Every co-location project is different so there is no blueprint for success. However, successful projects have a range of common ingredients.
There are four key stages common to co-location projects:
- partnership development
- business planning
- property acquisition, refurbishment and fit out
Depending on the nature of the project, these stages may happen sequentially, or develop in parallel.
Each stage requires a specific set of skills and experience, which organisations embarking on co-location projects need to recognise and resource. Managing the delivery of a co-location project is a major piece of work, which, to ensure success, requires dedicated staff time and appropriate technical input. This resourcing also needs to be sustained over time.
Allowing sufficient time for project and partnership development is crucial, particularly when using model 2, where several organisations are coming together to jointly acquire and occupy premises.
Time needs to be spent identifying what each partner can bring to, and expects from, the arrangement:
- Finance – where is the money going to come from, how will it be raised and what contribution will each party make?
- staff time
- skills and experience
- type and extent of shared space
This will result in the ‘hard’ elements of partnership development being clearly articulated in legal arrangements for the partnership, alongside developing personal and professional relationships. Allowing a ‘get out’ option so that partners can withdraw from the project during this phase ensures partners think critically about whether they want to progress to the next stage.
Good investment in partnership development should result in a clear vision for the co-location project. Where a single organisation is leading a co-location project, this vision development is equally important.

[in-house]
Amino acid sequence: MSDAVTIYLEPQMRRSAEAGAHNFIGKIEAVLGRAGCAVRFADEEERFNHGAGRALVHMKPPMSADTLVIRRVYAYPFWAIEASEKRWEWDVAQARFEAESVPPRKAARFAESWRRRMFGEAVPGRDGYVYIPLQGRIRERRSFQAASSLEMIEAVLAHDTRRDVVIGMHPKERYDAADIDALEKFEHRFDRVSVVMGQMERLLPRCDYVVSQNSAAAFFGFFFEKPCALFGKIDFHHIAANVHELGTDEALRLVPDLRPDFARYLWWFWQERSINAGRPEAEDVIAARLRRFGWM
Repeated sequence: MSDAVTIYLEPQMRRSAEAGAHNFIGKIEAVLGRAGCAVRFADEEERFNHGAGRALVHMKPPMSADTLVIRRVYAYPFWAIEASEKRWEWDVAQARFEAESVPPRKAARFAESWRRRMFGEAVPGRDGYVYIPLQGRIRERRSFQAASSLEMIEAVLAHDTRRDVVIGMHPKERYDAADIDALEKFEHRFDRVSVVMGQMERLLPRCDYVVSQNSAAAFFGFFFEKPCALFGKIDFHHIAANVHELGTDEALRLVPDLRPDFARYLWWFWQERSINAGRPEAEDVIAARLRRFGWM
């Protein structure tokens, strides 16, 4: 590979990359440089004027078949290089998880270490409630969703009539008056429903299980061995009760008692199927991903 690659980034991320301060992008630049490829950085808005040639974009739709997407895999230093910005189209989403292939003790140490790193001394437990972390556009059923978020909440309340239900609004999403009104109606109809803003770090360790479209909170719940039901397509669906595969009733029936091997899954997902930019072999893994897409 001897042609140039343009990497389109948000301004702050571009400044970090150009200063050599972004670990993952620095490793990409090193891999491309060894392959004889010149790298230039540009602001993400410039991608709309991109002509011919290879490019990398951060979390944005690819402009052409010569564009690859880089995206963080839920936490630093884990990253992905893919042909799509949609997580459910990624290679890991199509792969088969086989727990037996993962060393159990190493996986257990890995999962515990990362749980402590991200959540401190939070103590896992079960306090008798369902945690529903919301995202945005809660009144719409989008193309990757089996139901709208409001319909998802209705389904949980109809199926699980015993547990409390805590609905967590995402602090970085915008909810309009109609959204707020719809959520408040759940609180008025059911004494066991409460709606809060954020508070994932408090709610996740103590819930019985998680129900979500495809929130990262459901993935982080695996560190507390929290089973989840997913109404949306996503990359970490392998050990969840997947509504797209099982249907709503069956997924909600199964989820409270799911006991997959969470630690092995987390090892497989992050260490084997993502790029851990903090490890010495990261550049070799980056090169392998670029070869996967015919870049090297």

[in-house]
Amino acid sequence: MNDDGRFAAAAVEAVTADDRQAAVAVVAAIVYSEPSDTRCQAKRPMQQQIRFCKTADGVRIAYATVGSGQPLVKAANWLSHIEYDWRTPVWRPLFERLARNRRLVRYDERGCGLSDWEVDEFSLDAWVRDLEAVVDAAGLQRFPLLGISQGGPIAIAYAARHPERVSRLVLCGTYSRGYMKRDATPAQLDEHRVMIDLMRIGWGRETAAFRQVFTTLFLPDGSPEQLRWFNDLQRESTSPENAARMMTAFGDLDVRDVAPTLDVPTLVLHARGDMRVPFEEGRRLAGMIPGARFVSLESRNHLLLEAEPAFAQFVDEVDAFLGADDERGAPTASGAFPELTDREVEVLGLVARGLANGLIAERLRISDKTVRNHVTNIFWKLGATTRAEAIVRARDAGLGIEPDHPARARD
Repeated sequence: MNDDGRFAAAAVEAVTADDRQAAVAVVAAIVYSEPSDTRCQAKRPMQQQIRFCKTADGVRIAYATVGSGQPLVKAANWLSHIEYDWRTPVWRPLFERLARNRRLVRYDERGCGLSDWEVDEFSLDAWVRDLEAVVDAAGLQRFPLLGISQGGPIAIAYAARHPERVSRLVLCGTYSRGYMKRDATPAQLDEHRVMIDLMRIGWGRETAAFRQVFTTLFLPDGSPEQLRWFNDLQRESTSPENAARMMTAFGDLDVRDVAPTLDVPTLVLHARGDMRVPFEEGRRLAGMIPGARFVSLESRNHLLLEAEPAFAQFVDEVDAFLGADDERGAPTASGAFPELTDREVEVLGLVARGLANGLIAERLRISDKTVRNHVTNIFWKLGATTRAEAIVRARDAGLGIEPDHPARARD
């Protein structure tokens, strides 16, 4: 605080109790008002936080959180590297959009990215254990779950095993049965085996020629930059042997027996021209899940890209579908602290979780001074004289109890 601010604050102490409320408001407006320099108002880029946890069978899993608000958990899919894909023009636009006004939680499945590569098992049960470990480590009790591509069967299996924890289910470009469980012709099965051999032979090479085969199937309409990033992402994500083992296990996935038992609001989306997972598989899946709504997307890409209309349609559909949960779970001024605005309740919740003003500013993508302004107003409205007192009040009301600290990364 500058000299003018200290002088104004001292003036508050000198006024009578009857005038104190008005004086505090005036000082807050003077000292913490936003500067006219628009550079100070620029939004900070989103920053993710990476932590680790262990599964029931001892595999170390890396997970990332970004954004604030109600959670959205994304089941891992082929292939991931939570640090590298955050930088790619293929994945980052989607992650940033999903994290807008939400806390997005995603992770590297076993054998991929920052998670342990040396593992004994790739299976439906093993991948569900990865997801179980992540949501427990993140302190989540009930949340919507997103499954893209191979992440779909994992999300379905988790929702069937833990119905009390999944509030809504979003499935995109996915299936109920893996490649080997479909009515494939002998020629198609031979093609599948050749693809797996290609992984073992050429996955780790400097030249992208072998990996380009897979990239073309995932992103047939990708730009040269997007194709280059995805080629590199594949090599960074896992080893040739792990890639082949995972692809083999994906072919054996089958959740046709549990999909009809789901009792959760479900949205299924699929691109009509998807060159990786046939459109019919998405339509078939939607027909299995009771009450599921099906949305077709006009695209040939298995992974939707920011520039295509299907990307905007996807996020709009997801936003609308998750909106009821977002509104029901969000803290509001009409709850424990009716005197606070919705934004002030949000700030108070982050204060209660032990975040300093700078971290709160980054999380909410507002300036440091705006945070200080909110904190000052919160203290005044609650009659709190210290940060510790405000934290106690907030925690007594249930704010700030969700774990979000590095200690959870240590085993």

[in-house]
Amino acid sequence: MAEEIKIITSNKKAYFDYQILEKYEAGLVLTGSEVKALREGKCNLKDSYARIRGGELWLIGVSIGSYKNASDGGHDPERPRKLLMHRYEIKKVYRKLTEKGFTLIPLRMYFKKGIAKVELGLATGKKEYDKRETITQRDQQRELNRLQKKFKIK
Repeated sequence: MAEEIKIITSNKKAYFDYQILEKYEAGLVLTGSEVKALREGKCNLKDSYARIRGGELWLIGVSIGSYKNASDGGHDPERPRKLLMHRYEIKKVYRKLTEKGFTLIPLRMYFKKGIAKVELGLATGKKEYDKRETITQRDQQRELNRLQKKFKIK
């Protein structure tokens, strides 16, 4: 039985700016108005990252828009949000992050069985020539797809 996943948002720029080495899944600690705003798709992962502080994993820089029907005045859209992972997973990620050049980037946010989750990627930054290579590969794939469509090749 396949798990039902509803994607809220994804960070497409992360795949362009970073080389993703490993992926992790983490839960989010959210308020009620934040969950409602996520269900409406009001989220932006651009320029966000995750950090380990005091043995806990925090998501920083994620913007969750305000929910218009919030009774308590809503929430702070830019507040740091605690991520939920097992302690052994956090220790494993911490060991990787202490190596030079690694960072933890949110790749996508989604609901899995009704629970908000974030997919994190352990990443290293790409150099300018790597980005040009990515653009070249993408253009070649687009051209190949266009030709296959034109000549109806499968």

Clarity on where the landlords sit on the spectrum from maximising income generation to maximising support for tenants will inform all aspects of the business plan – from what sort of space is provided to the services package and type of agreement offered to tenants. Follow this link to our section on letting space
A business model that secures affordable rents for your target market alongside long-term financial sustainability for the project should be the goal. Grant funding can certainly be secured for developing the project and for capital investment in the building. For more information on grant funding follow this link to our section on financing your project
Building a case for ongoing revenue funding that depends on grant income requires serious consideration:
- What happens when the funding comes to a close?
- Are you prepared to dedicate time to ongoing fundraising?
- If your target market includes very poorly-resourced organisations, perhaps you need to cross-subsidise their rent through charging nearer market rents to more established, ‘anchor’ tenants
Gaining a clear picture of the full costs of ongoing management of the building is crucial to a realistic business plan.
Property acquisition, refurbishment and fit out
As property-based ventures, co-location projects can, and have, suffered all the pitfalls associated with acquiring, refurbishing and managing property. Discovery of asbestos during refurbishment, or failure to budget for VAT costs, refurbishment time and budget overruns, have all dogged co-location projects.
In selecting the right property you will need to consider:
- structural condition
- environmental considerations
- level of refurbishment required / permitted by the lease agreement (if applicable)
- property’s use class (change of use may require planning permission) (information regarding use classes can be found on here
You will need to be clear about the basis on which you wish to acquire the property – a freehold, or a short, or long, lease. Putting together the right finance package – investment from project partners, grants or loans – will have a major impact on the project’s financial viability.
Configuring a co-location building requires thought. Common problems include failing to maximise co-location benefits by duplicating space provision eg. each organisation having its own reception; insufficient space dedicated to storage (particularly in open plan layouts); and access and security not designed with multiple users (and out of hours users) in mind.
Alongside the challenges of running a property project, the main issues that have arisen in co-location are, unsurprisingly, related to partnerships and sharing. To ensure your building runs smoothly it is good to consider processes such as:
- well thought through legal agreements with tenants
- clear ‘rules’ and guidance brought together in a tenants’ handbook
- tenants’ forums to raise and clarify issues
- sufficient staffing for property and facilities management
For more information of property management follow this link.